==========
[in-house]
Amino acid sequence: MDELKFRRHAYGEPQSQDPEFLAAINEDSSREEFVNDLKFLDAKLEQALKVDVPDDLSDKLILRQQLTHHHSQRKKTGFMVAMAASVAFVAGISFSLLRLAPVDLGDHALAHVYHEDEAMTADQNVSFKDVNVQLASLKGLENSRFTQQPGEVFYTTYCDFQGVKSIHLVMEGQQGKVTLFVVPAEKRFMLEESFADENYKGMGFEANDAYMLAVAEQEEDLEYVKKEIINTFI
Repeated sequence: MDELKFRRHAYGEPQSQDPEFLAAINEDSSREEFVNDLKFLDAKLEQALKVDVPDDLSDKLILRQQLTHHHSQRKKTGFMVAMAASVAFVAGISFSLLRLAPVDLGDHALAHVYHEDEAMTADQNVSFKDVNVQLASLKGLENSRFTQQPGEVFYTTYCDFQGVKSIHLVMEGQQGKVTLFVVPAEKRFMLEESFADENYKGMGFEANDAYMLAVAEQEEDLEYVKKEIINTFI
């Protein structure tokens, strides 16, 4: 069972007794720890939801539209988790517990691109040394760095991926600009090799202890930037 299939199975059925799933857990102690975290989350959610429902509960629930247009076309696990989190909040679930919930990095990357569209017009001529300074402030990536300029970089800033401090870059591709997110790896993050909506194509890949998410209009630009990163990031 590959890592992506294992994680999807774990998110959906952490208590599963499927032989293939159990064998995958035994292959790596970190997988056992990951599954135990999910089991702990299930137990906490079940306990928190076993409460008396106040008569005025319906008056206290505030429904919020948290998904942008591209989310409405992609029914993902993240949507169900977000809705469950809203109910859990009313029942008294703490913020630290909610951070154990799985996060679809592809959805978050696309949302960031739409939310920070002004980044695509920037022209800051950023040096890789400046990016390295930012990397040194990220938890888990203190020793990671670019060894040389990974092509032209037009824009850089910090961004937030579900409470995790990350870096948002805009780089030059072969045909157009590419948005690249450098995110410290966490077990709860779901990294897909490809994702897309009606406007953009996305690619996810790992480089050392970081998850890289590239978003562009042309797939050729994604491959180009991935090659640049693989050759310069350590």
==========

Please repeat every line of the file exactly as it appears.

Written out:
[in-house]
Amino acid sequence: MDELKFRRHAYGEPQSQDPEFLAAINEDSSREEFVNDLKFLDAKLEQALKVDVPDDLSDKLILRQQLTHHHSQRKKTGFMVAMAASVAFVAGISFSLLRLAPVDLGDHALAHVYHEDEAMTADQNVSFKDVNVQLASLKGLENSRFTQQPGEVFYTTYCDFQGVKSIHLVMEGQQGKVTLFVVPAEKRFMLEESFADENYKGMGFEANDAYMLAVAEQEEDLEYVKKEIINTFI
Repeated sequence: MDELKFRRHAYGEPQSQDPEFLAAINEDSSREEFVNDLKFLDAKLEQALKVDVPDDLSDKLILRQQLTHHHSQRKKTGFMVAMAASVAFVAGISFSLLRLAPVDLGDHALAHVYHEDEAMTADQNVSFKDVNVQLASLKGLENSRFTQQPGEVFYTTYCDFQGVKSIHLVMEGQQGKVTLFVVPAEKRFMLEESFADENYKGMGFEANDAYMLAVAEQEEDLEYVKKEIINTFI
């Protein structure tokens, strides 16, 4: 069972007794720890939801539209988790517990691109040394760095991926600009090799202890930037 299939199975059925799933857990102690975290989350959610429902509960629930247009076309696990989190909040679930919930990095990357569209017009001529300074402030990536300029970089800033401090870059591709997110790896993050909506194509890949998410209009630009990163990031 590959890592992506294992994680999807774990998110959906952490208590599963499927032989293939159990064998995958035994292959790596970190997988056992990951599954135990999910089991702990299930137990906490079940306990928190076993409460008396106040008569005025319906008056206290505030429904919020948290998904942008591209989310409405992609029914993902993240949507169900977000809705469950809203109910859990009313029942008294703490913020630290909610951070154990799985996060679809592809959805978050696309949302960031739409939310920070002004980044695509920037022209800051950023040096890789400046990016390295930012990397040194990220938890888990203190020793990671670019060894040389990974092509032209037009824009850089910090961004937030579900409470995790990350870096948002805009780089030059072969045909157009590419948005690249450098995110410290966490077990709860779901990294897909490809994702897309009606406007953009996305690619996810790992480089050392970081998850890289590239978003562009042309797939050729994604491959180009991935090659640049693989050759310069350590």